Organ transplantation is a life-saving surgical procedure through which the functionality of a failing organ can be restored via replacement with a functioning one. Transplants are performed for a wide variety of organs, including skin, heart, kidney, liver, pancreas, spleen, and lung (1). However, without the administration of immunosuppressive drugs, the recipient’s immune system recognizes the transplanted tissue as a foreign and potentially dangerous material and responds with a massive immune attack that ultimately destroys the graft. This immune response represents a major roadblock in the development of effective therapeutic regimens for the care of patients requiring organ transplants. Current therapeutic regimens rely on chronic immunosuppression. However, the quality of life of transplant recipients is compromised by complications that derive from life-long immunosuppression (such as hypertension, diabetes, opportunistic infections, and cancer) and by the limited long-term graft survival rates due to the absence of established immune tolerance to the transplanted tissues. Ultimately, 20% or more of transplanted patients die by 5 years post-transplant. Thus, there is a pressing need for a new investigative approach to understand the systemic effects that arise from the dynamic interactions between components of the immune system and transplanted tissues.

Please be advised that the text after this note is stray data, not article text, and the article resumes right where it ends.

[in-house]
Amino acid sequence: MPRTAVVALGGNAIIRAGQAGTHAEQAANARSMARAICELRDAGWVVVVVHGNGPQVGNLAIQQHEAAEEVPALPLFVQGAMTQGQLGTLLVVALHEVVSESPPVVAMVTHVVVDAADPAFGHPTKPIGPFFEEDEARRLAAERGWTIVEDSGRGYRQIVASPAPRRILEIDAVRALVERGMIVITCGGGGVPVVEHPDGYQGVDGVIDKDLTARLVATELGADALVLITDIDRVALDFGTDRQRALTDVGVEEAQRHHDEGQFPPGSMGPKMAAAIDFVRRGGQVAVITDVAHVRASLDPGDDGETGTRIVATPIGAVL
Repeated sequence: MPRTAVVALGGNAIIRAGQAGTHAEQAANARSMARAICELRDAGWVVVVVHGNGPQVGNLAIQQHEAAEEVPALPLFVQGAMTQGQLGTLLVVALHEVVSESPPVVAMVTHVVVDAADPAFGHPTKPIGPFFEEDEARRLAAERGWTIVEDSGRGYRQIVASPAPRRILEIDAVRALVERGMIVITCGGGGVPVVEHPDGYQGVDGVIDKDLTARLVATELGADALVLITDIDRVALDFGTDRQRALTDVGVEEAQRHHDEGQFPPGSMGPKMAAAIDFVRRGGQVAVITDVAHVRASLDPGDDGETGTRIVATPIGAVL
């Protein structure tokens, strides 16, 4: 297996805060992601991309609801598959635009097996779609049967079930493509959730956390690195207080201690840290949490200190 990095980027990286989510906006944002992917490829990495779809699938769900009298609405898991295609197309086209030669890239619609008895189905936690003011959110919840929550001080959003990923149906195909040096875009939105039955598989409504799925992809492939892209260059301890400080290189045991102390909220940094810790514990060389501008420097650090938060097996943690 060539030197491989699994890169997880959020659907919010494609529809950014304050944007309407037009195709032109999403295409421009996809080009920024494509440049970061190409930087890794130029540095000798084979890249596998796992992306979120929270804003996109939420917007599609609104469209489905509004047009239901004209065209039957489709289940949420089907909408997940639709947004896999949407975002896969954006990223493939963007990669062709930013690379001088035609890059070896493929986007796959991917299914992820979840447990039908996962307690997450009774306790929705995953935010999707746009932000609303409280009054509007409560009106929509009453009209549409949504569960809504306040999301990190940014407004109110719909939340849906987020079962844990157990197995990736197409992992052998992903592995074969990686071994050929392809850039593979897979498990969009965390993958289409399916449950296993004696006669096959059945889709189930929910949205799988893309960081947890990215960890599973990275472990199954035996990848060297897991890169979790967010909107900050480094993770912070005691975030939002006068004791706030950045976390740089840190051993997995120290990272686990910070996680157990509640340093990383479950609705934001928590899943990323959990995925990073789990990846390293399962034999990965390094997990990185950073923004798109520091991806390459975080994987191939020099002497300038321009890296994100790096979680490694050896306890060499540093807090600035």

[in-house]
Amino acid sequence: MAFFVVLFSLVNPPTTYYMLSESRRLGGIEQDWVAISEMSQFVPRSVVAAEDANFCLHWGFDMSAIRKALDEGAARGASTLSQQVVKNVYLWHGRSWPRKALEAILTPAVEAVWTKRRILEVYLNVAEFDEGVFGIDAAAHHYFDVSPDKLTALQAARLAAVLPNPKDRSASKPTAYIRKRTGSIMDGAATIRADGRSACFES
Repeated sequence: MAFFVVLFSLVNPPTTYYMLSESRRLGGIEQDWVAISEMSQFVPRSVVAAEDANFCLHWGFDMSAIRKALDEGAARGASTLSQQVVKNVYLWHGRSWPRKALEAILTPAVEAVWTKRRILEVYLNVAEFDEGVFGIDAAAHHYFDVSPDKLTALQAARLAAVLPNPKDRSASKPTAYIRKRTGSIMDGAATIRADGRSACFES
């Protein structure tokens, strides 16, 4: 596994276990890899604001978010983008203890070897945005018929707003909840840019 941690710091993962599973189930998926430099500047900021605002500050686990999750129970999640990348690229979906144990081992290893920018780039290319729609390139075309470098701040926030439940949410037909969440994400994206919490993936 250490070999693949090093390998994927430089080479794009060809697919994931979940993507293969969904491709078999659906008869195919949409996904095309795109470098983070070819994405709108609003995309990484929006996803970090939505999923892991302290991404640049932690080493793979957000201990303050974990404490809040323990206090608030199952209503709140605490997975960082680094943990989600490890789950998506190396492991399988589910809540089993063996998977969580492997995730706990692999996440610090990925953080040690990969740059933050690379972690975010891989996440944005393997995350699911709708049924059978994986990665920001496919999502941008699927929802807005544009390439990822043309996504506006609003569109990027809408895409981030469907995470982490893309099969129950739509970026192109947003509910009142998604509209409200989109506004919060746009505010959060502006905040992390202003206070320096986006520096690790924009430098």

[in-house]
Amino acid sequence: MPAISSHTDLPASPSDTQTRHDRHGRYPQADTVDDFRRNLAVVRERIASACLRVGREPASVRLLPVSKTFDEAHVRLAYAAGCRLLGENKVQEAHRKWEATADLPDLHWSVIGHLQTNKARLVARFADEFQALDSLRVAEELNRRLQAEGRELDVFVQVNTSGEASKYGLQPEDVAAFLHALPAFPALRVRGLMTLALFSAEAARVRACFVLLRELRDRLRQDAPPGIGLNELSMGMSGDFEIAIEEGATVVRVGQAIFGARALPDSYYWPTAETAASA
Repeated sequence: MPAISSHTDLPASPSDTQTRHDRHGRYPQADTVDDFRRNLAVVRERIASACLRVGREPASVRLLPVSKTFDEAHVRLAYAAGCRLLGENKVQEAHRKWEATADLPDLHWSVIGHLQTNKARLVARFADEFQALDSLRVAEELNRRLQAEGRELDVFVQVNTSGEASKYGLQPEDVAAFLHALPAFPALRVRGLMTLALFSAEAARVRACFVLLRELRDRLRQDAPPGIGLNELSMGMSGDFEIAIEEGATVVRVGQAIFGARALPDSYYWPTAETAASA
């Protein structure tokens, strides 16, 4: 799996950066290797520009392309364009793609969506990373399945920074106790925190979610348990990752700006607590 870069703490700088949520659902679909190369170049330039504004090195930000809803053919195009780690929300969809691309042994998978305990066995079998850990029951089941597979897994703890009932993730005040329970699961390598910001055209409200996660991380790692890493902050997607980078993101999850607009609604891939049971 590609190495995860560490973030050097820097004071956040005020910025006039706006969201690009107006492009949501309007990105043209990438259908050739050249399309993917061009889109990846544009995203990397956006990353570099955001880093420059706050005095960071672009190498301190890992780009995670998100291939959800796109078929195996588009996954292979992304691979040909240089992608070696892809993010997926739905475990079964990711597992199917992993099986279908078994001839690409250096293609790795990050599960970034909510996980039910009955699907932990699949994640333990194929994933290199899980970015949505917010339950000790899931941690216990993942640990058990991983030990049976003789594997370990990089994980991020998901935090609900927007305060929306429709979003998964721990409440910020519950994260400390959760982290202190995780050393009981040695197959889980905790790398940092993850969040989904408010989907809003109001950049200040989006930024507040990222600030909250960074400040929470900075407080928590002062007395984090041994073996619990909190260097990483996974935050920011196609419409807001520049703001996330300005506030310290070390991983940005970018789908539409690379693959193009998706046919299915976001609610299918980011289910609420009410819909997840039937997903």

Previous hypothesis-driven research has provided important insight into the complex interactions among the multiple components of the immune system, including T cells, antigen-presenting cells (APCs), and cytokines (210). Such studies have helped to determine the critical players and processes in transplant rejection. For example, the rationale for “costimulation blockade” therapies stems from such studies. These therapies, which target a key step of lymphocyte activation, aim to control T cell activation and promote transplant survival. They have been shown to be a potent strategy for promoting long-term acceptance of transplants in rodents (1115) and primates (1618). However, their clinical translation encountered serious difficulties, and ultimately costimulation blockade therapies were only approved as maintenance therapies (19) since they could not promote tolerance (20). To date, the only clinically successful avenue of transplant tolerance induction has been through protocols that induce hematopoietic chimerism (21, 22) (the coexistence of donor and recipient hematopoietic cells) via donor bone marrow co-transplantation with the organ to be transferred. This procedure requires heavy conditioning of patients and carries a significant risk of immunological complications (e.g., the development of graft versus host disease). Consequently, this approach is applicable only in a very restricted cohort of patients in need of a transplant. Thus, a valid and widely applicable strategy to alter the reactivity of the immune system of transplant recipients in a robust and reliable way is still needed.